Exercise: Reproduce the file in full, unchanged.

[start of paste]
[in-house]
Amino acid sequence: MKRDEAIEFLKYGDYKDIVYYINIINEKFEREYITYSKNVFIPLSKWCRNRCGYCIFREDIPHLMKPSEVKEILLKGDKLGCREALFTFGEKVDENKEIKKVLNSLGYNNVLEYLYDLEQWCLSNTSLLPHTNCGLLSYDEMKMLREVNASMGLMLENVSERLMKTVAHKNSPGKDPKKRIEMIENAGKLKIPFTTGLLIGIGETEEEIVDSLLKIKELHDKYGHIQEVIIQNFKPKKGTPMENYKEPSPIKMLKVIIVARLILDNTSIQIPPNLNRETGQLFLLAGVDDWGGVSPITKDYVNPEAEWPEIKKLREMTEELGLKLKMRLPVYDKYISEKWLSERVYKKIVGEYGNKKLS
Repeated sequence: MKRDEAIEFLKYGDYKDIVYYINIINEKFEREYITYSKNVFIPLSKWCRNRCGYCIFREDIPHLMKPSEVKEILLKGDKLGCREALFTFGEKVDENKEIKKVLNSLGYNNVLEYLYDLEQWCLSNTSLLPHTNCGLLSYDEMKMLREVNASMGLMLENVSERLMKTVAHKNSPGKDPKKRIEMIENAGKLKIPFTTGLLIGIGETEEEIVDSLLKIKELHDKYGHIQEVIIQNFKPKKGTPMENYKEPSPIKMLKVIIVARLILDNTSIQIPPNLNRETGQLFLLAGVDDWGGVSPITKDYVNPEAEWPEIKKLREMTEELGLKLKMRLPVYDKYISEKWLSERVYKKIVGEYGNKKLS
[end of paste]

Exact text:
[in-house]
Amino acid sequence: MKRDEAIEFLKYGDYKDIVYYINIINEKFEREYITYSKNVFIPLSKWCRNRCGYCIFREDIPHLMKPSEVKEILLKGDKLGCREALFTFGEKVDENKEIKKVLNSLGYNNVLEYLYDLEQWCLSNTSLLPHTNCGLLSYDEMKMLREVNASMGLMLENVSERLMKTVAHKNSPGKDPKKRIEMIENAGKLKIPFTTGLLIGIGETEEEIVDSLLKIKELHDKYGHIQEVIIQNFKPKKGTPMENYKEPSPIKMLKVIIVARLILDNTSIQIPPNLNRETGQLFLLAGVDDWGGVSPITKDYVNPEAEWPEIKKLREMTEELGLKLKMRLPVYDKYISEKWLSERVYKKIVGEYGNKKLS
Repeated sequence: MKRDEAIEFLKYGDYKDIVYYINIINEKFEREYITYSKNVFIPLSKWCRNRCGYCIFREDIPHLMKPSEVKEILLKGDKLGCREALFTFGEKVDENKEIKKVLNSLGYNNVLEYLYDLEQWCLSNTSLLPHTNCGLLSYDEMKMLREVNASMGLMLENVSERLMKTVAHKNSPGKDPKKRIEMIENAGKLKIPFTTGLLIGIGETEEEIVDSLLKIKELHDKYGHIQEVIIQNFKPKKGTPMENYKEPSPIKMLKVIIVARLILDNTSIQIPPNLNRETGQLFLLAGVDDWGGVSPITKDYVNPEAEWPEIKKLREMTEELGLKLKMRLPVYDKYISEKWLSERVYKKIVGEYGNKKLS